In the seventies a beautiful blonde teenager from Moose Jaw Saskatchewan was hired as a studio model at age fourteen. As a spokesmodel for the largest shopping mall in Saskatoon and working at radio advertising, she quickly moved on to become the Mall Girl of the biggest shopping center in Regina and became well known as the principal performer for television and other ads in Saskatchewan.
The oldest of three sisters born in Moose Jaw, Saskatchewan, Cathy Smith came from a family who was well versed in the arts. Her father Wally Smith had a show on TV called “We Three”. As a singer and player of various instruments, he and others entertained including being on live television in Regina on Christmas day. Cathy recalls that their family was the first to own a television set in her home town.
Cathy’s face lights up as she talks about her mom, known as Queenie by everyone. Queenie was a painter, artist, and photographer. They were great parents she says, “they gave us the greatest upbringing. There was music played every day, dad played several instruments and loved people. Mom was a teacher and member of Saskatchewan Craft Council. She taught pottery for the Saskatchewan School board and took us girls to craft events, to arts and crafts sales and shows. My childhood was amazing.”
Cathy is one of those people who are born with a God given talent that infuses their entire being. For her it has been a love of animals and the passion she has for injured animals is incredible. Cathy says, “since I was very young I knew how to help the animals and people would bring their injured animals to me.”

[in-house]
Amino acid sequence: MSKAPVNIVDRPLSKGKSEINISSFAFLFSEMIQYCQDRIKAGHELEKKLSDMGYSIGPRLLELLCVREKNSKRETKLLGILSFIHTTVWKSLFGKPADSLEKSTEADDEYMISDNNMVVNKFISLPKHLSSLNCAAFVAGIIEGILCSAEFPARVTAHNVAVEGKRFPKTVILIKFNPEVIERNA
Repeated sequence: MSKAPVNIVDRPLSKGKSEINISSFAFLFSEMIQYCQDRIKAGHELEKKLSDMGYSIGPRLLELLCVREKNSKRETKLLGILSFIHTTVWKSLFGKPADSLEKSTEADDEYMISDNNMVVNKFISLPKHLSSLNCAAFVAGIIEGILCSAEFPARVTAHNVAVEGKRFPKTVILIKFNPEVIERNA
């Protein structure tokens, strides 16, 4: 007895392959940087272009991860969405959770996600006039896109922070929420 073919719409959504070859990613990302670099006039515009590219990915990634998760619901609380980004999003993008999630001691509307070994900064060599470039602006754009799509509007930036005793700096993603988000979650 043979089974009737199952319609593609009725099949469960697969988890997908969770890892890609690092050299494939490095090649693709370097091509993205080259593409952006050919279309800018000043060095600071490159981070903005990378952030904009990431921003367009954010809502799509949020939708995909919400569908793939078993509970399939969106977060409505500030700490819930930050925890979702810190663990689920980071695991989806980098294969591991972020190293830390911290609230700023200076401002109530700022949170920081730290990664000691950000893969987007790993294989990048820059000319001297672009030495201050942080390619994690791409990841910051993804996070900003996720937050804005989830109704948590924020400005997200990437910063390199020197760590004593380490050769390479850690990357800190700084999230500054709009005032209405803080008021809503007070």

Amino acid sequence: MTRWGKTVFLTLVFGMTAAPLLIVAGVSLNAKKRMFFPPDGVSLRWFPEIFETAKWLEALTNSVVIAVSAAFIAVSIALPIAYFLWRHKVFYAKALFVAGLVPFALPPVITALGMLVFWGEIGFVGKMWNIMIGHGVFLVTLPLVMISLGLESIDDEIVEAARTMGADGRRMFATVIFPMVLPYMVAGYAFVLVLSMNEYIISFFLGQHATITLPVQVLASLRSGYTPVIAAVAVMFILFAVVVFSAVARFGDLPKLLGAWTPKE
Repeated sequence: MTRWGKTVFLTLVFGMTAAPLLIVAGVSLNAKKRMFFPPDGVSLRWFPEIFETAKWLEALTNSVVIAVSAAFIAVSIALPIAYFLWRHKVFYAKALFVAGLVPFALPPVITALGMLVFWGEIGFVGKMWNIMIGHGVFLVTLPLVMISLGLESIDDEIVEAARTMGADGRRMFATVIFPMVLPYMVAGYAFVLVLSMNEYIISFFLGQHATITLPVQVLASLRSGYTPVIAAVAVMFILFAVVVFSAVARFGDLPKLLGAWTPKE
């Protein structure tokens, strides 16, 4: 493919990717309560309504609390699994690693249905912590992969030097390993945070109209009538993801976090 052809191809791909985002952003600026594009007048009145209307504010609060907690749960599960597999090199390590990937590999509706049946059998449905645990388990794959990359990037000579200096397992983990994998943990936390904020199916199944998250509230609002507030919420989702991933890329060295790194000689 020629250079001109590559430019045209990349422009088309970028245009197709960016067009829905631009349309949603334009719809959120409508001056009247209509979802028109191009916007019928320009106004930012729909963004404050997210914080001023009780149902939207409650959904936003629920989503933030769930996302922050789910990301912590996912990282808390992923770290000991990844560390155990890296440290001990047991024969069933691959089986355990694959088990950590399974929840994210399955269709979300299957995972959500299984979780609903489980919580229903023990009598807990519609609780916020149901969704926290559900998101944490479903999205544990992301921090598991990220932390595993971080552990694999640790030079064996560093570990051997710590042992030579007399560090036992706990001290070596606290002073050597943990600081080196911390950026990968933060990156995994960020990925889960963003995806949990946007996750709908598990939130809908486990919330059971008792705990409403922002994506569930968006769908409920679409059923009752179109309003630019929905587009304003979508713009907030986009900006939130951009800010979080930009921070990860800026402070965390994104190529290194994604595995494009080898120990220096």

When only five years old Cathy brought home a stray cat and took scissors to trim its matted fur. When she and her dad saw a dead animal on the highway they would stop and move the animal onto the side of the road. Her took time to teach her about those animals, providing information on what they were and their characteristics. By the time Cathy was twenty she was making house calls for injured puppies.
Cathy commented that she has travelled the world, including many third world countries, where she would buy food for needy animals. When she lived in Flint, Michigan she worked with Polish Arabian horses whose owners had a swimming pool just for horses. The pool was slanted so she could run or walk the horses into the pool. Cathy said she has seen much animal abuse, adding “I dealt with lots of animal cruelty and managed to help many, but not all.”
In high school Cathy had a pet skunk called Flower, who she says was like a kitten. At age fifteen she had an alligator that she kept in the bathtub much to the chagrin of her parents. In university she had a pet bat. It was flying around in the music auditorium when it was caught and thrown in the garbage. She noticed it was still breathing, pulled it out, put it on her tummy and ran home. It was still alive when she arrived, so she placed it in a Kentucky fried chicken box under a light, fed it meal worms and took care of it all winter. She kept it in the closet until it had fully recovered then returned it to the same area and let it go. This is so they can find their family, Cathy says softly.
In Flint, she had a baby Racoon and Golden retriever, and when she and husband, Dr. Ron Clark, returned to Canada, they brought them both home. Ever mindful of her animals she found an area with other Racoons. On a camping trip with their dog, she set the Racoon free. There was a poignant moment when the Racoon looked straight at Cathy and then turned and took off. She said Rocky, her dog missed the Racoon so profoundly the she didn’t eat for a week.